- - Tuesday, August 22, 2017

ANALYSIS/OPINION:

All of Arabia (and Iran, too) is not worth the life of one American soldier as the price of conquest, but securing America against the threat of radical Islamic terrorism is worth whatever it takes. Americans have no taste for colonial conquest, which is fundamental to the ideals of the republic. But neither do Americans cut and run when the wind is up.

President Trump inherited a mess in Afghanistan, the gift of an obstinate Barack Obama who could not bring himself to do the right and hard thing. He always thought the sound of his voice was sufficient. Mr. Trump himself did the right thing when he decided to commit more troops and a new strategy to do what is necessary to prevent turning Afghanistan over to the Taliban as a staging area for attacks on the United States and the West.

Mr. Obama, whose fear of firmness and resolve in the face of threats by the enemies of America is well known, imposed political limits on military operations. He set a limit on the days before the Americans would leave, inviting the Taliban to sit tight and wait for the opportunity to destroy the government in Kabul. Rarely has a military situation moving toward disaster and defeat had a name written so clearly on it.

Mr. Trump set no self-defeating timeline on his new strategy. “We are not nation-building again,” he said firmly in his eloquent address to the nation on Monday night. “We are killing terrorists.” Indeed, why else would a single American be there? Killing goes against the grain of every decent man or woman, but when it is necessary to kill it is necessary to kill, and the president was right to say it loud and plain.

Mr. Trump said he is lifting restrictions from Washington on the rules of military engagement, freeing the battlefield commanders to inflict persuasive pain on the Taliban without calling home to see if that’s all right. Blowing an uncertain trumpet on the battlefield invites only defeat and disaster.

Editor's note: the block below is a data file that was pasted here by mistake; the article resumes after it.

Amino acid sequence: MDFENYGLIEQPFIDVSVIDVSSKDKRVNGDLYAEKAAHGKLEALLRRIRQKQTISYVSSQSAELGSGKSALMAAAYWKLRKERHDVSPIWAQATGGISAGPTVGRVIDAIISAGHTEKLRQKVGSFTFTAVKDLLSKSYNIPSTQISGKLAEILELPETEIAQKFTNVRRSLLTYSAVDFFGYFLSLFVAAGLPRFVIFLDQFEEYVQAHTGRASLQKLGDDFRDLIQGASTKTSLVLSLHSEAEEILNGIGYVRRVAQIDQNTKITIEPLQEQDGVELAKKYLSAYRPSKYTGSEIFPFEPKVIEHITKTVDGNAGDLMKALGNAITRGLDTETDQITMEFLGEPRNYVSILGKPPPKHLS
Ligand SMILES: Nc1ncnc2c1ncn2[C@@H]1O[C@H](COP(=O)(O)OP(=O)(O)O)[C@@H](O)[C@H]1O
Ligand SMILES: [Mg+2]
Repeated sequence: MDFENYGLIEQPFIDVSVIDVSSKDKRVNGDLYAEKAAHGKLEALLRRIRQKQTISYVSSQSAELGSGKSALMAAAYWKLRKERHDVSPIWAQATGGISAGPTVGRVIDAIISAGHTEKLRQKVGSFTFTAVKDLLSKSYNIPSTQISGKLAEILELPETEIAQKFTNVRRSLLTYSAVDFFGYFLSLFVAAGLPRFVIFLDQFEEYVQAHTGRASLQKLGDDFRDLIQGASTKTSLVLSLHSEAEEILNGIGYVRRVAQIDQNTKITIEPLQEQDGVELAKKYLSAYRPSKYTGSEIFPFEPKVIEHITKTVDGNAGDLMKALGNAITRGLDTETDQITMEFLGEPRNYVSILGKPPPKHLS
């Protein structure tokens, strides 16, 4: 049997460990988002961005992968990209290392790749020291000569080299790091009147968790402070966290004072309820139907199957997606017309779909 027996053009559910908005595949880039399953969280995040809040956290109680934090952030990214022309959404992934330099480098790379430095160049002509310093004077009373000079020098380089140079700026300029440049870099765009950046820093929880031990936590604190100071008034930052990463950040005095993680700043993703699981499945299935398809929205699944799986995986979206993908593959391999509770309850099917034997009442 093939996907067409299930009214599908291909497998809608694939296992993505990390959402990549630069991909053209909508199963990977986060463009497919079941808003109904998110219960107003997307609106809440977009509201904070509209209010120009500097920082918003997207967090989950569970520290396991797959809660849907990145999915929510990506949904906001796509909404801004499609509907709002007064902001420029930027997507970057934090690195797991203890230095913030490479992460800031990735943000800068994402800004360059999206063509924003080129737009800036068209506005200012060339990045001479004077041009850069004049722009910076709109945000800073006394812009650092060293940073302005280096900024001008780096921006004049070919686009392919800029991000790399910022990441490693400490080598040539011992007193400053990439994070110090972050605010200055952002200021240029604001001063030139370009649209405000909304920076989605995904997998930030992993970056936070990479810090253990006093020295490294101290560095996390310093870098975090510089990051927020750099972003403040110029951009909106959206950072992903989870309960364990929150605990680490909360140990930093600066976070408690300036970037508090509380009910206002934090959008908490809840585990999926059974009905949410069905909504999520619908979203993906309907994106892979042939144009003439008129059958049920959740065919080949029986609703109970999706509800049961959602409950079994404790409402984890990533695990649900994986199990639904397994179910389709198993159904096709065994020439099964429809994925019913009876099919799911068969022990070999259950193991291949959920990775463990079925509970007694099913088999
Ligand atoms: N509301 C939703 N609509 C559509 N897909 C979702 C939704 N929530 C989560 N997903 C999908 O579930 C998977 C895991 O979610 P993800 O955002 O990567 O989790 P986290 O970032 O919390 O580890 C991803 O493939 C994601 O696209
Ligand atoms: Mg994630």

Mr. Trump’s insistence that winning is the ultimate goal is reassuring. If spending blood is called for, America must extract value from the last full measure of the devotion of its soldiers. To do less is betrayal.

The president who campaigned on promises to withdraw the nation from fruitless military expeditions obviously came to his decision with difficulty, aware of the waiting jeers that he is but a flip-flop artist. Indeed, the reaction from “the loyal opposition” is support that is lukewarm at best. Like the troops he commands, he must be determined to soldier on.

He sent a sharp reminder to Pakistan, riven with the theological pressures that divide the Middle East and South Asia, that if it wants to continue to get billions of dollars worth of American aid it must decide whether it’s on the side of the terrorists lodged within its borders or on the side of those it calls allies. “We have been paying Pakistan billions and billions of dollars at the same time they are housing the very terrorists that we are fighting,” Mr. Trump told the nation Monday night. “That will have to change, and that will change immediately.”

Lukewarm support is found not only among the Democrats who are skeptical of everything this administration does. The isolationists on the Republican right want to withdraw from the world, too. But the president’s decision reflects an understanding, perhaps born of a late education, that that is not how the world works. Mr. Trump has shown a resolute face to that world, and he deserves the support of all.

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